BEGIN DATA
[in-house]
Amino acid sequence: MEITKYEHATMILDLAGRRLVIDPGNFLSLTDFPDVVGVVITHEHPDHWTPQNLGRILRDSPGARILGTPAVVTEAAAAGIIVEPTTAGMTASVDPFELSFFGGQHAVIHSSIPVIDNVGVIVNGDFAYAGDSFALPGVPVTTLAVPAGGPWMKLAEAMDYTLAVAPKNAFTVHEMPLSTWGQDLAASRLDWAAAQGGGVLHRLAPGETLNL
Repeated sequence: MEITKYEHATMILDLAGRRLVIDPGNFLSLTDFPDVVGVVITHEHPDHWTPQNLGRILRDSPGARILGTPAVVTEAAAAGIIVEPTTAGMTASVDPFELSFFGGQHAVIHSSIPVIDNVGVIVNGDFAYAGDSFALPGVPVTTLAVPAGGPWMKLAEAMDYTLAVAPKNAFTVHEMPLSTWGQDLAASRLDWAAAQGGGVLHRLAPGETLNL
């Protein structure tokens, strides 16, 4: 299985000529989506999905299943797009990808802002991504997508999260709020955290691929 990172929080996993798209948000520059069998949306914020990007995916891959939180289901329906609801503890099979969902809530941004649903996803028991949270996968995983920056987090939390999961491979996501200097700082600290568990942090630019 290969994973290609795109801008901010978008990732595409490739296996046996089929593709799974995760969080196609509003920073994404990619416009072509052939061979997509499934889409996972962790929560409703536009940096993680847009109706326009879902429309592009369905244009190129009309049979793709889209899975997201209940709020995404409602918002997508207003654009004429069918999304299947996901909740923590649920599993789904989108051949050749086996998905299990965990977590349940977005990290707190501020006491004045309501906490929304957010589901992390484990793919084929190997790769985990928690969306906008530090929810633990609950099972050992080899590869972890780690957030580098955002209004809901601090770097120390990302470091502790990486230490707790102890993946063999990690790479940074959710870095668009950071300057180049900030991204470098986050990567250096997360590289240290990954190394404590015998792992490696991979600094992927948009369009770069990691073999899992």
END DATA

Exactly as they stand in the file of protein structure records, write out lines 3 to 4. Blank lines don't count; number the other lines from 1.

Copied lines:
Repeated sequence: MEITKYEHATMILDLAGRRLVIDPGNFLSLTDFPDVVGVVITHEHPDHWTPQNLGRILRDSPGARILGTPAVVTEAAAAGIIVEPTTAGMTASVDPFELSFFGGQHAVIHSSIPVIDNVGVIVNGDFAYAGDSFALPGVPVTTLAVPAGGPWMKLAEAMDYTLAVAPKNAFTVHEMPLSTWGQDLAASRLDWAAAQGGGVLHRLAPGETLNL
């Protein structure tokens, strides 16, 4: 299985000529989506999905299943797009990808802002991504997508999260709020955290691929 990172929080996993798209948000520059069998949306914020990007995916891959939180289901329906609801503890099979969902809530941004649903996803028991949270996968995983920056987090939390999961491979996501200097700082600290568990942090630019 290969994973290609795109801008901010978008990732595409490739296996046996089929593709799974995760969080196609509003920073994404990619416009072509052939061979997509499934889409996972962790929560409703536009940096993680847009109706326009879902429309592009369905244009190129009309049979793709889209899975997201209940709020995404409602918002997508207003654009004429069918999304299947996901909740923590649920599993789904989108051949050749086996998905299990965990977590349940977005990290707190501020006491004045309501906490929304957010589901992390484990793919084929190997790769985990928690969306906008530090929810633990609950099972050992080899590869972890780690957030580098955002209004809901601090770097120390990302470091502790990486230490707790102890993946063999990690790479940074959710870095668009950071300057180049900030991204470098986050990567250096997360590289240290990954190394404590015998792992490696991979600094992927948009369009770069990691073999899992």